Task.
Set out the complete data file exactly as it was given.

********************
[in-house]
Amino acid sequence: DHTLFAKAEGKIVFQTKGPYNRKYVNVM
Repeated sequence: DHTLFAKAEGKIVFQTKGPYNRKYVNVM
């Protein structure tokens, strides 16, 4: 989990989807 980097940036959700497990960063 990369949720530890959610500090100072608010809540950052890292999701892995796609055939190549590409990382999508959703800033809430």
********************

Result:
[in-house]
Amino acid sequence: DHTLFAKAEGKIVFQTKGPYNRKYVNVM
Repeated sequence: DHTLFAKAEGKIVFQTKGPYNRKYVNVM
């Protein structure tokens, strides 16, 4: 989990989807 980097940036959700497990960063 990369949720530890959610500090100072608010809540950052890292999701892995796609055939190549590409990382999508959703800033809430």